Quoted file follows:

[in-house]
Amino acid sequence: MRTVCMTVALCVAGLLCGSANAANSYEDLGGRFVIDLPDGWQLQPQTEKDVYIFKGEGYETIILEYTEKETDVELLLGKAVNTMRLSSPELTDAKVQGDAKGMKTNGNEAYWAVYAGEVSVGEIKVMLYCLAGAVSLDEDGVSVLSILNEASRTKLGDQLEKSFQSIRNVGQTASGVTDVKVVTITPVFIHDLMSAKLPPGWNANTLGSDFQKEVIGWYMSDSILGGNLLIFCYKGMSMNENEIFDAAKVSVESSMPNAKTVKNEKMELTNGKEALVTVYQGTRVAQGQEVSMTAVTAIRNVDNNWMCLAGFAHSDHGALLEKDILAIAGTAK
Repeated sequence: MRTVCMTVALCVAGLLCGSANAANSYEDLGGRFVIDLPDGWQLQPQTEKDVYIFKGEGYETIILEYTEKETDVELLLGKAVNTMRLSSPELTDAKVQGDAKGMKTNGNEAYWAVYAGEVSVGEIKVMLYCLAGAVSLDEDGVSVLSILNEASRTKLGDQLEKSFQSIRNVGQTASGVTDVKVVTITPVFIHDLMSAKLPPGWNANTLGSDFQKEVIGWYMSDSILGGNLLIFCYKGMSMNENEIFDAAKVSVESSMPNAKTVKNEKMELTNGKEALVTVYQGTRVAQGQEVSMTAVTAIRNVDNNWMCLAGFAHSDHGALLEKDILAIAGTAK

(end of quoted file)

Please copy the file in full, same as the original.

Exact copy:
[in-house]
Amino acid sequence: MRTVCMTVALCVAGLLCGSANAANSYEDLGGRFVIDLPDGWQLQPQTEKDVYIFKGEGYETIILEYTEKETDVELLLGKAVNTMRLSSPELTDAKVQGDAKGMKTNGNEAYWAVYAGEVSVGEIKVMLYCLAGAVSLDEDGVSVLSILNEASRTKLGDQLEKSFQSIRNVGQTASGVTDVKVVTITPVFIHDLMSAKLPPGWNANTLGSDFQKEVIGWYMSDSILGGNLLIFCYKGMSMNENEIFDAAKVSVESSMPNAKTVKNEKMELTNGKEALVTVYQGTRVAQGQEVSMTAVTAIRNVDNNWMCLAGFAHSDHGALLEKDILAIAGTAK
Repeated sequence: MRTVCMTVALCVAGLLCGSANAANSYEDLGGRFVIDLPDGWQLQPQTEKDVYIFKGEGYETIILEYTEKETDVELLLGKAVNTMRLSSPELTDAKVQGDAKGMKTNGNEAYWAVYAGEVSVGEIKVMLYCLAGAVSLDEDGVSVLSILNEASRTKLGDQLEKSFQSIRNVGQTASGVTDVKVVTITPVFIHDLMSAKLPPGWNANTLGSDFQKEVIGWYMSDSILGGNLLIFCYKGMSMNENEIFDAAKVSVESSMPNAKTVKNEKMELTNGKEALVTVYQGTRVAQGQEVSMTAVTAIRNVDNNWMCLAGFAHSDHGALLEKDILAIAGTAK